There is something I've done a year ago, but never shared. Although it looks simple, it can produce some beautiful views. Here a preview:

To try it out: (source code:

As for the commands:
- C: creates one particle (holding down for more possible)
- A: makes a new spawn point for the particles
- D:  creates a "pull gravity" at the cursor's position
- P: creates a "push gravity" at the cursor's position
- V: creates a pull-point over the given location
- B: creates a push-point over the given location
- 1: increases gravity pull range
- shift+1: decreases gravity pull range
- 2: increases gravity push range
- shift+2: decreases gravity push range
- +: make the dots larger
- -: make them smaller
- ESC: toggles the command prompt (up-arrow may be used for history access). Following commands are possible:
                                                            - "SET COLOR x y z" where xxx,yyy,zzz are in [000,255] (leading zeroes are needed for 3 digits!)
                                                            - "ADD x" adds x new dots at random positions
                                                            - "REM x" removes x random dots
                                                            - "CLEAR" clears the everything
                                                            - "SAVE" saves the state and "LOAD" loads it

Have fun!

Song extractor for the Osu! game

I've used to play a bit a game called Osu!. It's about catching the beats alongside a song. Here a preview of the best player in the world (combo is given in the bottom-left corner):

.... watching this is always like "WTF, HOW?!".

To the reason I'm posting this. I've met some quite exciting songs while I've played the game and I wrote a program for extracting the songs out from the game. This is easy done by hand too, but it's quite tiresome.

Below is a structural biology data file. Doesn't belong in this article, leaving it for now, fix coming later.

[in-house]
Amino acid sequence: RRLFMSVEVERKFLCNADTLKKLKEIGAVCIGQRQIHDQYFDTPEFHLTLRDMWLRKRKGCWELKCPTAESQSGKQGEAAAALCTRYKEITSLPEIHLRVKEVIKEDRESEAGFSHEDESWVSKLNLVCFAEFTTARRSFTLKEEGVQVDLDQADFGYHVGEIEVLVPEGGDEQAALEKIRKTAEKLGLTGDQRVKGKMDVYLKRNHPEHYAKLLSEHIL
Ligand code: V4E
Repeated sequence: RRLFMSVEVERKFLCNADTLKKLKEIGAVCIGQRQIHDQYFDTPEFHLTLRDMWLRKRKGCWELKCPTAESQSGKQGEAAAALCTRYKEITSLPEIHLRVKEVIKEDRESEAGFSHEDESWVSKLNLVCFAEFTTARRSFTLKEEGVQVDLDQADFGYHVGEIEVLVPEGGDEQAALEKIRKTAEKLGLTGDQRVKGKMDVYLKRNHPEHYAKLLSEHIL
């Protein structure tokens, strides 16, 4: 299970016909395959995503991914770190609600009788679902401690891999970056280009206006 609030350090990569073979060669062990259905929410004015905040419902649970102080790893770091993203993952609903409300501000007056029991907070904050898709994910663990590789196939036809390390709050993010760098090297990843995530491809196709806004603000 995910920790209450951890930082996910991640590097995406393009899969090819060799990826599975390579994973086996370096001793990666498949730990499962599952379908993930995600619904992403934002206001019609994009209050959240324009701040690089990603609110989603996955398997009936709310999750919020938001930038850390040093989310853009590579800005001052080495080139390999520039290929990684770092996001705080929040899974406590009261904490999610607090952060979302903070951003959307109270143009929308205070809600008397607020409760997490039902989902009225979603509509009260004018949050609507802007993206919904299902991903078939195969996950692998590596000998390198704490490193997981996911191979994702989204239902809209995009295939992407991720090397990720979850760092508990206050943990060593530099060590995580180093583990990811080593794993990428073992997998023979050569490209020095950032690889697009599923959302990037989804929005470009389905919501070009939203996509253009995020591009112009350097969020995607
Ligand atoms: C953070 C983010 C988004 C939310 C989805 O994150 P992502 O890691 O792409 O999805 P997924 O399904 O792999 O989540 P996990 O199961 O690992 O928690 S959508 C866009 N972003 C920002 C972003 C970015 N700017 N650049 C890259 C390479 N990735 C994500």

Here it is: (readme from the zip).

Thursday, February 27, 2014

Primitive Roots modulo a prime number

Finding primitive roots

First off, it has to be noted that the constraint that the modulo value is a prime number is just for simplicity (hint: all values from 1 to p-1 are coprime to p for a prime number p).
Now, what EVEN is a primitive root modulo p you may ask. This is just a number g which generates all numbers from 1 to p-1 with \(g^{t} \: mod \: p\). That is, for every positive integer x < p there exists a t, so that \(g^{t} \equiv x \pmod{p}\).
Properties of primitive roots:
  • for a given p there are phi (phi(p))=phi(p-1) primitive roots
  • g is a primitive root \( \Leftrightarrow\) for every divisor d of \((p-1)=phi(p)\), \(g^{d} \not\equiv 1\pmod{p}\) holds \( \Leftrightarrow\) for every prime \(x\) from the prime factorization of \(p-1\), \(g^{(p-1)/x} \not\equiv 1\pmod{p}\) holds.
  • (comment: this is essentially there to check for repeating sequences in \(g^{t}\) for \(t \in {1,..,p-1} \pmod{p}\).
Some research: I've ran this code to look at the distribution of the primitive roots for primes between 100 and 1,000,000,000. By running the code we see this from the output: